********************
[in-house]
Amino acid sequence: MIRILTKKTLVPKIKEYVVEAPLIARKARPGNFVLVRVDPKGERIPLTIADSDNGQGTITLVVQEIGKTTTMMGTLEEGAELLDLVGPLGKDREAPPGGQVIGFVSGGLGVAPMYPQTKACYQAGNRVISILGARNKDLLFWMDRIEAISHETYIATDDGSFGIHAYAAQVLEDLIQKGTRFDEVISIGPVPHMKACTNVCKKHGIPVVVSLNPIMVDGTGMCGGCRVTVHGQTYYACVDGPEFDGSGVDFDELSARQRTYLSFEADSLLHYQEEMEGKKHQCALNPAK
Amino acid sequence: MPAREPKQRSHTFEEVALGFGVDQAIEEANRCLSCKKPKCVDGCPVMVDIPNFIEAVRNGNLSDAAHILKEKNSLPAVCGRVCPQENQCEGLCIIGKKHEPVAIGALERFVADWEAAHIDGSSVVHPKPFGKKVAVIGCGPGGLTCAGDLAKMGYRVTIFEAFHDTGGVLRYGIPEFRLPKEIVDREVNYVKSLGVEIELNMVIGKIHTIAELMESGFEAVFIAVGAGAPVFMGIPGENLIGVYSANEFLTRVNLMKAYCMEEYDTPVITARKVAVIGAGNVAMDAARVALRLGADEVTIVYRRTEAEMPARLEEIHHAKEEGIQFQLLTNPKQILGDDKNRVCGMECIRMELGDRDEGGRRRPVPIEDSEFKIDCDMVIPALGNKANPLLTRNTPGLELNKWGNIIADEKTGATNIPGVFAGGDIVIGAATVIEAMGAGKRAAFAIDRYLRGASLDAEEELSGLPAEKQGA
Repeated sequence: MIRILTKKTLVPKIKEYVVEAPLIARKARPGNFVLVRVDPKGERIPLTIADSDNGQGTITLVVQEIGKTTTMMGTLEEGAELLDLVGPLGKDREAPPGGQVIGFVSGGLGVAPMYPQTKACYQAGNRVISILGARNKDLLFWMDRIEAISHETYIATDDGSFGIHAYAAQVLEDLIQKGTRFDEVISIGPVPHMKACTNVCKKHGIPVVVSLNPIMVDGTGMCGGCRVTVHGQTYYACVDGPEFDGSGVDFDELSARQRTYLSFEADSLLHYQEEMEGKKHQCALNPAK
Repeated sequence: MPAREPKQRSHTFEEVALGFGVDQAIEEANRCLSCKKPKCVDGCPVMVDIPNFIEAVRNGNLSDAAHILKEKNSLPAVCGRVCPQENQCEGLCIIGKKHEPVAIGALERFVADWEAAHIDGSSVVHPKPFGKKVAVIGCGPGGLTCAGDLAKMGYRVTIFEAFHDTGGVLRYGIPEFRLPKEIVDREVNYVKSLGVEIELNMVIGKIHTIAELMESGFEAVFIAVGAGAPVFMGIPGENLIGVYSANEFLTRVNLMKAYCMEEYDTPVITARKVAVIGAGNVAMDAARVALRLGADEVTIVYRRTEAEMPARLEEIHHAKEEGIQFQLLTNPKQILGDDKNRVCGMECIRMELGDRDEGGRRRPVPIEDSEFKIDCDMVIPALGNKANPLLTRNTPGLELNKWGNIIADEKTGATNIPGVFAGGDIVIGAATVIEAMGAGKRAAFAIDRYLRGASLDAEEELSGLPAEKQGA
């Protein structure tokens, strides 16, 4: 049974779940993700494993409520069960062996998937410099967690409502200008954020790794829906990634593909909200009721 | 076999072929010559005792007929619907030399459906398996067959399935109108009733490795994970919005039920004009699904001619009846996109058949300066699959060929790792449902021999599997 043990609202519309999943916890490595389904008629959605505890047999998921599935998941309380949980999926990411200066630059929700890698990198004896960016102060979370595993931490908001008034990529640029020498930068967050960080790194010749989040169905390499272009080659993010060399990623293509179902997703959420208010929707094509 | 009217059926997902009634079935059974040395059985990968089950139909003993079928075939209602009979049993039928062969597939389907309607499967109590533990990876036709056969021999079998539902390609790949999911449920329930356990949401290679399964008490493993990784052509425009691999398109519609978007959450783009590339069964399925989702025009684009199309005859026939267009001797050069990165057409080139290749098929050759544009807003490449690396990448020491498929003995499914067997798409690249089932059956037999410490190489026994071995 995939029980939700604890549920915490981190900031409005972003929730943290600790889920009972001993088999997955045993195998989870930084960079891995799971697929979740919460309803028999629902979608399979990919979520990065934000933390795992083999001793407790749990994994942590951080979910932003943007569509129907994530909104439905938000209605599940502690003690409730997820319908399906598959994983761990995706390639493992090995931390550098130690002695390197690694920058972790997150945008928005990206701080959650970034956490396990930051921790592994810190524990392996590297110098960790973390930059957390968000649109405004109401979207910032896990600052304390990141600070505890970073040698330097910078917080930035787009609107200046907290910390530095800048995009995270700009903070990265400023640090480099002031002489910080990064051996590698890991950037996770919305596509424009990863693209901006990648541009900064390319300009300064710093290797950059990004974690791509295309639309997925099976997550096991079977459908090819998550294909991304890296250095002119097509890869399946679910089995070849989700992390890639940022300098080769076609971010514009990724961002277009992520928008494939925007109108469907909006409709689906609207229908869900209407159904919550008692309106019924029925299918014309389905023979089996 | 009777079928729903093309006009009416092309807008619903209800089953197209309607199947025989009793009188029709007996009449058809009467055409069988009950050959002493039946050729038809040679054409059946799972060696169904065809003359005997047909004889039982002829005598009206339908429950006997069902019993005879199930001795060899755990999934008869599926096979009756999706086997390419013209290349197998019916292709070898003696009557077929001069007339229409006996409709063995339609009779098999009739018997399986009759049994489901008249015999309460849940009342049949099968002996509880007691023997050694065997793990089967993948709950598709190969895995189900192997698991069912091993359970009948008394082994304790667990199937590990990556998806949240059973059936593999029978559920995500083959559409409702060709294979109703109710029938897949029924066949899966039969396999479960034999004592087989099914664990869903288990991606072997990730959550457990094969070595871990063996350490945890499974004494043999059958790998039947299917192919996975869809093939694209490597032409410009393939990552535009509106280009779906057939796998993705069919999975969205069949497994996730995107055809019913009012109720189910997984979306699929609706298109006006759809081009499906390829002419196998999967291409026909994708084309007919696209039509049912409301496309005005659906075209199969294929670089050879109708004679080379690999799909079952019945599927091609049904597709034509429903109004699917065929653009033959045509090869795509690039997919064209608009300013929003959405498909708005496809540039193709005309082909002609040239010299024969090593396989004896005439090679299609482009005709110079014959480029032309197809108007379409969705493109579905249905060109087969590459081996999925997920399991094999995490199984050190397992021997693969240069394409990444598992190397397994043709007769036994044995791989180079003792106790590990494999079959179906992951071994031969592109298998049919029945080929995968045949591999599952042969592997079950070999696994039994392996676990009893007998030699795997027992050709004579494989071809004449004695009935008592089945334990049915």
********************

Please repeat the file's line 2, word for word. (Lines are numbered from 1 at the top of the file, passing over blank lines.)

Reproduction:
Amino acid sequence: MIRILTKKTLVPKIKEYVVEAPLIARKARPGNFVLVRVDPKGERIPLTIADSDNGQGTITLVVQEIGKTTTMMGTLEEGAELLDLVGPLGKDREAPPGGQVIGFVSGGLGVAPMYPQTKACYQAGNRVISILGARNKDLLFWMDRIEAISHETYIATDDGSFGIHAYAAQVLEDLIQKGTRFDEVISIGPVPHMKACTNVCKKHGIPVVVSLNPIMVDGTGMCGGCRVTVHGQTYYACVDGPEFDGSGVDFDELSARQRTYLSFEADSLLHYQEEMEGKKHQCALNPAK